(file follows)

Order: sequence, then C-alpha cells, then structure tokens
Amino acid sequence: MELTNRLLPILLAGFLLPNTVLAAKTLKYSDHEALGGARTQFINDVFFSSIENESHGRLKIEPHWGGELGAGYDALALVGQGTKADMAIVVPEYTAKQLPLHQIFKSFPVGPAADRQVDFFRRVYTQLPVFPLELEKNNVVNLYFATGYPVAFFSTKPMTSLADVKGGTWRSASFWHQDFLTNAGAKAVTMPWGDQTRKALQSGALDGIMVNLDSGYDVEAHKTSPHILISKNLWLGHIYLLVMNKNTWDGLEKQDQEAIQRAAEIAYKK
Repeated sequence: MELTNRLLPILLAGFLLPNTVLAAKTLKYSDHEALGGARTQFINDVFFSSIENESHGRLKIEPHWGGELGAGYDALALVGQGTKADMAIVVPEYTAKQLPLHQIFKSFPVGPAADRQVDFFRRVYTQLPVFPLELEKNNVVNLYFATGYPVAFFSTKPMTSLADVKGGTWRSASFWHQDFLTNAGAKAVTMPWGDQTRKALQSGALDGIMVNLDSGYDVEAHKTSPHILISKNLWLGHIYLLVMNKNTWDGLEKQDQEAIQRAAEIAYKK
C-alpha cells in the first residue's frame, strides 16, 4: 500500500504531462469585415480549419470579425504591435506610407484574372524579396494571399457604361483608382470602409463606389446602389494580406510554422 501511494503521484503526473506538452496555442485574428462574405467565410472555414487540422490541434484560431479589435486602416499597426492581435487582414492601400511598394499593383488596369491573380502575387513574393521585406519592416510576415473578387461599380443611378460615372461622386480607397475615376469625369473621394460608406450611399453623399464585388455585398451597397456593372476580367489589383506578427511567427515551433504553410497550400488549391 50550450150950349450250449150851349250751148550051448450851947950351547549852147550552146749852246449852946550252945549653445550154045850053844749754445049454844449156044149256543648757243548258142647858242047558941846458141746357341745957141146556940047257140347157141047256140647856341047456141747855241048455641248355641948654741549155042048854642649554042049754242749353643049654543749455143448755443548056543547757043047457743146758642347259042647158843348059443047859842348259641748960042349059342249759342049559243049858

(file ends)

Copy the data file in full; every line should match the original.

Order: sequence, then C-alpha cells, then structure tokens
Amino acid sequence: MELTNRLLPILLAGFLLPNTVLAAKTLKYSDHEALGGARTQFINDVFFSSIENESHGRLKIEPHWGGELGAGYDALALVGQGTKADMAIVVPEYTAKQLPLHQIFKSFPVGPAADRQVDFFRRVYTQLPVFPLELEKNNVVNLYFATGYPVAFFSTKPMTSLADVKGGTWRSASFWHQDFLTNAGAKAVTMPWGDQTRKALQSGALDGIMVNLDSGYDVEAHKTSPHILISKNLWLGHIYLLVMNKNTWDGLEKQDQEAIQRAAEIAYKK
Repeated sequence: MELTNRLLPILLAGFLLPNTVLAAKTLKYSDHEALGGARTQFINDVFFSSIENESHGRLKIEPHWGGELGAGYDALALVGQGTKADMAIVVPEYTAKQLPLHQIFKSFPVGPAADRQVDFFRRVYTQLPVFPLELEKNNVVNLYFATGYPVAFFSTKPMTSLADVKGGTWRSASFWHQDFLTNAGAKAVTMPWGDQTRKALQSGALDGIMVNLDSGYDVEAHKTSPHILISKNLWLGHIYLLVMNKNTWDGLEKQDQEAIQRAAEIAYKK
C-alpha cells in the first residue's frame, strides 16, 4: 500500500504531462469585415480549419470579425504591435506610407484574372524579396494571399457604361483608382470602409463606389446602389494580406510554422 501511494503521484503526473506538452496555442485574428462574405467565410472555414487540422490541434484560431479589435486602416499597426492581435487582414492601400511598394499593383488596369491573380502575387513574393521585406519592416510576415473578387461599380443611378460615372461622386480607397475615376469625369473621394460608406450611399453623399464585388455585398451597397456593372476580367489589383506578427511567427515551433504553410497550400488549391 50550450150950349450250449150851349250751148550051448450851947950351547549852147550552146749852246449852946550252945549653445550154045850053844749754445049454844449156044149256543648757243548258142647858242047558941846458141746357341745957141146556940047257140347157141047256140647856341047456141747855241048455641248355641948654741549155042048854642649554042049754242749353643049654543749455143448755443548056543547757043047457743146758642347259042647158843348059443047859842348259641748960042349059342249759342049559243049858